”Question for written answer E-002345/2011
    to the Commission
    Françoise Castex (S&D)
    Subject: Access to the preparatory works of the ACTA Treaty
    With regard to the response of 15 December 2010 to my written question on ACTA
    (P-9179/2010), I would like to make the following observations.
    As the Commission has confirmed, the EU has ratified the Vienna Convention on compliance
    with international treaties and the ACTA agreement will be applied in accordance with this
    Convention.
    Article 32 of the Vienna Convention refers to the ‘Supplementary means of interpretation’
    which require access to ‘supplementary means of interpretation, including the preparatory
    work of the treaty and the circumstances of its conclusion, in order to confirm the
    meaning …’ if the text ‘leaves the meaning ambiguous or obscure’.
    In accordance with the Vienna Convention I would like to know whether Parliament will
    have access to the preparatory works of the ACTA Treaty while in the process of formulating
    an opinion and with sufficient time before Parliament gives its opinion on the Treaty?

    E-002345/2011
    Answer given by Mr. De Gucht
    on behalf of the Commission
    (20.4.2011)
    Following the entry into force of the Lisbon Treaty, precise arrangements were made between
    the Commission and the Parliament in order to ensure that the Parliament is fully informed, at
    all stages of trade negotiations, of the evolution of those negotiations, so that at the end, it is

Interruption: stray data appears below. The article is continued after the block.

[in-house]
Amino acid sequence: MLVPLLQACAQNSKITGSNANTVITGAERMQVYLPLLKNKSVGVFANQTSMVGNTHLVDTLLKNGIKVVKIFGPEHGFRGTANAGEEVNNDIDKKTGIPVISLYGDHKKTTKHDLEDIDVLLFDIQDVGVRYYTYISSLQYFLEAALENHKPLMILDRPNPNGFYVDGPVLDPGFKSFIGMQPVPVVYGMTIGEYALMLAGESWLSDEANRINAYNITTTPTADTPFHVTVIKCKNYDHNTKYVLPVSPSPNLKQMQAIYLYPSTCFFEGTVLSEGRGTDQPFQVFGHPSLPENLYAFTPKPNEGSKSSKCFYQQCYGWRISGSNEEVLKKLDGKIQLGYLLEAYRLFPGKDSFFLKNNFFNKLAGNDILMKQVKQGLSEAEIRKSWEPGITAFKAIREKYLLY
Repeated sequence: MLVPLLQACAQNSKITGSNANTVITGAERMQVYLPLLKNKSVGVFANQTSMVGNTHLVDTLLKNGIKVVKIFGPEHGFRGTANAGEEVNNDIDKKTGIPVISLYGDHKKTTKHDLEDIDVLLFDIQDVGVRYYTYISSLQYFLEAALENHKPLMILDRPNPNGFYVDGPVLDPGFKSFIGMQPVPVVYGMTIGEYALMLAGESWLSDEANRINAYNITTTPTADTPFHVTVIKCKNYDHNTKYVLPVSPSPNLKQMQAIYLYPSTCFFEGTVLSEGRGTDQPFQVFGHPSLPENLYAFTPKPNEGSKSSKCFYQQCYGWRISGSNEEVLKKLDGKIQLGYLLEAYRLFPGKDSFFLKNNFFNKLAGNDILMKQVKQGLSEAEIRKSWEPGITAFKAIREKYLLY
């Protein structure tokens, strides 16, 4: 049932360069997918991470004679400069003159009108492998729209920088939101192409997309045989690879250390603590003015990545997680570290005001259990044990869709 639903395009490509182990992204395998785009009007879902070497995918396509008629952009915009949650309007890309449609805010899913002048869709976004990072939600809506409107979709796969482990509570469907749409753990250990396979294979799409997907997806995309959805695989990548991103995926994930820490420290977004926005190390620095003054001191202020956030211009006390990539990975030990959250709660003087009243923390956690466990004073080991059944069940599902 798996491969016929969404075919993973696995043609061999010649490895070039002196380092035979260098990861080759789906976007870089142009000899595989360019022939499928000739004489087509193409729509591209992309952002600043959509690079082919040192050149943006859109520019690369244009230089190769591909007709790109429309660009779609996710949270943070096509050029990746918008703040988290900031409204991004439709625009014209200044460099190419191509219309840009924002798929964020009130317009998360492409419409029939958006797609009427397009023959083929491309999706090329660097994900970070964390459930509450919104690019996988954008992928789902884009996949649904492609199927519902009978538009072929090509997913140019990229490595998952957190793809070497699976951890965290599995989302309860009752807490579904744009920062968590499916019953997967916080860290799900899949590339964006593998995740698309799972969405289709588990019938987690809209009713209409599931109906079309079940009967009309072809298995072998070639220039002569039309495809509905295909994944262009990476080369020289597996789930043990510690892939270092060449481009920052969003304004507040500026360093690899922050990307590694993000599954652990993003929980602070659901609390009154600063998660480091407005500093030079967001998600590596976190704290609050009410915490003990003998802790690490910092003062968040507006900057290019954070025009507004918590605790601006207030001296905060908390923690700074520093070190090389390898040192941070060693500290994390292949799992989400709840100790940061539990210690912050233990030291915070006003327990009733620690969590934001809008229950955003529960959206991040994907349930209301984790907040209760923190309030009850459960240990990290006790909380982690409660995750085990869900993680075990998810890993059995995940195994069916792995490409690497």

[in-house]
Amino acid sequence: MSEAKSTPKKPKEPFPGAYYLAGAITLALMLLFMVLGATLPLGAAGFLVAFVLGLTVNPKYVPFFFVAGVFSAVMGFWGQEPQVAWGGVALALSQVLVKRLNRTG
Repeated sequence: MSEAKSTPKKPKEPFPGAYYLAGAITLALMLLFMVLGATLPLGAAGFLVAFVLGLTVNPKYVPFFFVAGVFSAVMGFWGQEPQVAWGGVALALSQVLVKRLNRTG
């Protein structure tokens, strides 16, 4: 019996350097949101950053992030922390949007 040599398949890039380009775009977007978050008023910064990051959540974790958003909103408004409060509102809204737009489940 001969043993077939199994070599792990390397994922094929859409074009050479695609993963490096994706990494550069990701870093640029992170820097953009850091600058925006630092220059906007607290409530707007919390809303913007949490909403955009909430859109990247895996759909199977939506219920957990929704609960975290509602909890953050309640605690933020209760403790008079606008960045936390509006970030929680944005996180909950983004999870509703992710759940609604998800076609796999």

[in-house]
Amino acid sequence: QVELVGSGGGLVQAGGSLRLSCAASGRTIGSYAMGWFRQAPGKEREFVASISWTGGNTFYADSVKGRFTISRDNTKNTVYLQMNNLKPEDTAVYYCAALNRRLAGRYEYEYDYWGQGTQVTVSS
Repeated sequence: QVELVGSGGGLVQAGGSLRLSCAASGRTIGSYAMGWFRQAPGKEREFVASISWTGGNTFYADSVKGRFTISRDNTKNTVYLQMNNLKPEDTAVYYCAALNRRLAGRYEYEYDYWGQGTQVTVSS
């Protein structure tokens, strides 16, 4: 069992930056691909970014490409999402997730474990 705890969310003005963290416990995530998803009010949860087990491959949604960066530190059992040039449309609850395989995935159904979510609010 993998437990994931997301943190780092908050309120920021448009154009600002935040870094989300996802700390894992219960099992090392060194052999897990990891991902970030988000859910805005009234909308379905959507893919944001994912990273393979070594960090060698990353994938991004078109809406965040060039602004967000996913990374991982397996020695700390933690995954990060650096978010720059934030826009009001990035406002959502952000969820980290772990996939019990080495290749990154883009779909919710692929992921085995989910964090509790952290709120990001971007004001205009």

able to provide its informed consent to the Anti-Counterfeiting Trade Agreement (ACTA). In
    the case of the ACTA negotiations, this included the communication to the Parliament of the
    different versions of the text which were issued after each negotiating round, as well as
    reports of the negotiating rounds. Additionally, in the numerous Commission replies to oral
    and written questions and in its replies to two EP Recommendations and one Declaration,
    there are detailed considerations and explanations about the negotiations at its different stages.
    These documents constitute the key preparatory work of the treaty and provide detailed
    information about the circumstances of its conclusion.
    In addition to providing these preparatory documents, the Commission services have
    provided dedicated briefings to interested Members of the European Parliament on all aspects
    of the negotiations, after the various negotiating rounds and remain available for any
    additional clarifications deemed necessary.”
    http://trade.ec.europa.eu/doclib/docs/2011/april/tradoc_147852.pdf

    It was a great question asked by Françoise Castex, and an inadequate, evasive, and inaccurate answer by Mr. De Gucht.

    The question needs to be referred to the European Court of Justice for legal clarification.

    I don’t think Parliament can have been ”fully informed” and therefore make an ”informed consent” as it does not have ALL the ”preparatory works” which it would requrie to come to a ”fully informed” view on the ‘Supplementary means of interpretation’ on ACTA.

    It should not be left to the Commission to define what ”key preparatory work” is. What ”Key preparatory works” are with regards to ACTA needs to be defined and clarified by the European Court of Justice, for an ultimate legal clarification, and this needs to be done BEFORE a vote on the ratification of ACTA by the EP takes place (mooted as around June 2012).

    Further, yes, the Commission services have provided dedicated briefings to interested Members of the European Parliament, but it is NOT clear that all aspects
    of the negotiations, all ”key preparatory work”, have been provided. The ECJ needs to let the European Parliment know that it has or has not been provided with all ”key preparatory work”, and if they have not all been provided, to rule that they must be provided.

    Kommentar av awbMaven — 9 februari 2012 @ 13:45